James Fallows today suggested a parlor game you can play at home:
This is distilled from a longer item earlier today, at the suggestion of my colleagues. It's a simple game you can try at home. Pick a country and describe a sequence in which:
- First, a presidential election is decided by five people, who don't even try to explain their choice in normal legal terms.
Then the beneficiary of that decision appoints the next two members of the court, who present themselves for consideration as restrained, humble figures who care only about law rather than ideology.
Once on the bench, for life, those two actively second-guess and re-do existing law, to advance the interests of the party that appointed them.
Meanwhile their party's representatives in the Senate abuse procedural rules to an extent never previously seen to block legislation—and appointments, especially to the courts.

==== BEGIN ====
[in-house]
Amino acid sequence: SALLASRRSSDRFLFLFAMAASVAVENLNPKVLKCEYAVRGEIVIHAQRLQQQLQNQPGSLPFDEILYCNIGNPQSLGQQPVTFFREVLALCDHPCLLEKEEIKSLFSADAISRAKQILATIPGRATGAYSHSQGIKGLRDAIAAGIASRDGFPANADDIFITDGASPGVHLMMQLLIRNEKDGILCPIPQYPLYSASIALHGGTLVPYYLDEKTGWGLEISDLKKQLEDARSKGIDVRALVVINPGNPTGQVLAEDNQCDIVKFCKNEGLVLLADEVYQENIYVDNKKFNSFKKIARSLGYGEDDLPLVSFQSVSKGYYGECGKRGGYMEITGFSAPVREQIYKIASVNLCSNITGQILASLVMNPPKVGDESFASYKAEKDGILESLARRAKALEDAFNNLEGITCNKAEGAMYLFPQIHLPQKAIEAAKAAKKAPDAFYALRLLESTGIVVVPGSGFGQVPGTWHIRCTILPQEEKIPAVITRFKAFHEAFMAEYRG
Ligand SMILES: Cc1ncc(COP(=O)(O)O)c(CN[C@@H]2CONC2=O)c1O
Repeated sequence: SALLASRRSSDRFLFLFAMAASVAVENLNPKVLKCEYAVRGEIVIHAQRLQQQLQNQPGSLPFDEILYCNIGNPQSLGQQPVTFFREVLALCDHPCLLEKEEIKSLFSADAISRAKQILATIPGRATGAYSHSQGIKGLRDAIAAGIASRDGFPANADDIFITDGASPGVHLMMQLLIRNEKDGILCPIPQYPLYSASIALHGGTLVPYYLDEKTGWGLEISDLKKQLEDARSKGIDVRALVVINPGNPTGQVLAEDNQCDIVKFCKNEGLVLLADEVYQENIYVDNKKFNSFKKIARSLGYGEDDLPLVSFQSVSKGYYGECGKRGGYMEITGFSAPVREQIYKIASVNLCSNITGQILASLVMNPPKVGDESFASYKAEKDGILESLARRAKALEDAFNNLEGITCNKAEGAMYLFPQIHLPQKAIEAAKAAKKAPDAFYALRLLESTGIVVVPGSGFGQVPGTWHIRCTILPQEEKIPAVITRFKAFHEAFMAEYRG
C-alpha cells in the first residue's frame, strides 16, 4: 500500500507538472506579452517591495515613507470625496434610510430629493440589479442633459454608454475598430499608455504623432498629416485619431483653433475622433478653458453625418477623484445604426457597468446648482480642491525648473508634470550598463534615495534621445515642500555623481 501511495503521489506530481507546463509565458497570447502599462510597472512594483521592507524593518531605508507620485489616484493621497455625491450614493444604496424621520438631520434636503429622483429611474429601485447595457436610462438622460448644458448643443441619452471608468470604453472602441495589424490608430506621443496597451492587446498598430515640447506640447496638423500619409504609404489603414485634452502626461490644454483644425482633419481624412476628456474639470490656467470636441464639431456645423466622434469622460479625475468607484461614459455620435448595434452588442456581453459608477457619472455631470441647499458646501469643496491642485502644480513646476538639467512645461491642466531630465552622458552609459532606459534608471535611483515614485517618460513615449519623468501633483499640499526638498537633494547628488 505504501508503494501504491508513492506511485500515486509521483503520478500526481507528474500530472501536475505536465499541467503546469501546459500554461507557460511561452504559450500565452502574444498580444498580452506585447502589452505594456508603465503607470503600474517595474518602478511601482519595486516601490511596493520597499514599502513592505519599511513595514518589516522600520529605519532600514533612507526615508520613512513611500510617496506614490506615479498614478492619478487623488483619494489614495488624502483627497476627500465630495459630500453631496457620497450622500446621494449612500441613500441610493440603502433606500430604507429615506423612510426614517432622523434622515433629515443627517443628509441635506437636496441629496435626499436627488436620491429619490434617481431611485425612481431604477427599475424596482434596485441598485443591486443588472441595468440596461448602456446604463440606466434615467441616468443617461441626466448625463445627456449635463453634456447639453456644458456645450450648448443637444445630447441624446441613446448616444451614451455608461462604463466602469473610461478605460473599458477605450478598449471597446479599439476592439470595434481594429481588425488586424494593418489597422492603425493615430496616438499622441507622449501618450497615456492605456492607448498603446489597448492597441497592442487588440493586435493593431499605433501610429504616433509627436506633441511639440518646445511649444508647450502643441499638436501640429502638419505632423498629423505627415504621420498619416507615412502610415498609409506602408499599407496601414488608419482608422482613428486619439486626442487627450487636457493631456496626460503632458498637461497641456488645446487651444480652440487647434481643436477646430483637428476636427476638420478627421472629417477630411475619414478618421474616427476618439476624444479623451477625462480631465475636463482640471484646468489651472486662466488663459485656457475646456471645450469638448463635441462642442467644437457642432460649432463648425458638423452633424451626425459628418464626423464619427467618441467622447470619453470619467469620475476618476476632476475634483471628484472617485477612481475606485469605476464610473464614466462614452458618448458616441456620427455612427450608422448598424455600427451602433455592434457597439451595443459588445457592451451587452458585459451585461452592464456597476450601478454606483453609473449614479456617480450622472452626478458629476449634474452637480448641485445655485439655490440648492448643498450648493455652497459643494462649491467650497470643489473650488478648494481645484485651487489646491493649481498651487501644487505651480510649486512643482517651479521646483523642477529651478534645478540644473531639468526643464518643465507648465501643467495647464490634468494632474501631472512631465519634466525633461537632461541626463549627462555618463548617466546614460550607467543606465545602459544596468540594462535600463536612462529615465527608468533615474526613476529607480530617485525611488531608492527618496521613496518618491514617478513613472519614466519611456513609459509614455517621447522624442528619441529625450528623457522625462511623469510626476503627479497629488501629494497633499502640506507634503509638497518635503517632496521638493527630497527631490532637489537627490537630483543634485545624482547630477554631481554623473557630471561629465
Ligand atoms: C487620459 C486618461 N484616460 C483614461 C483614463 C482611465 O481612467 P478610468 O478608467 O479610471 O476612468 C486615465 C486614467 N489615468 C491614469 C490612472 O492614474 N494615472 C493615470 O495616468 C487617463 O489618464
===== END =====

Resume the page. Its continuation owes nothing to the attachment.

And, when a major piece of legislation gets through, the party's majority on the Supreme Court prepares to negate it -- even though the details of the plan were originally Republican proposals and even though the party's presidential nominee endorsed these concepts only a few years ago.
How would you describe a democracy where power was being shifted that way?
I would describe it as a creeping oligarchy, or even, given the party in question, a shuffle towards feudalism. It's nice to know I'm not at home. (And also that James Fallows is a much better writer than I am.)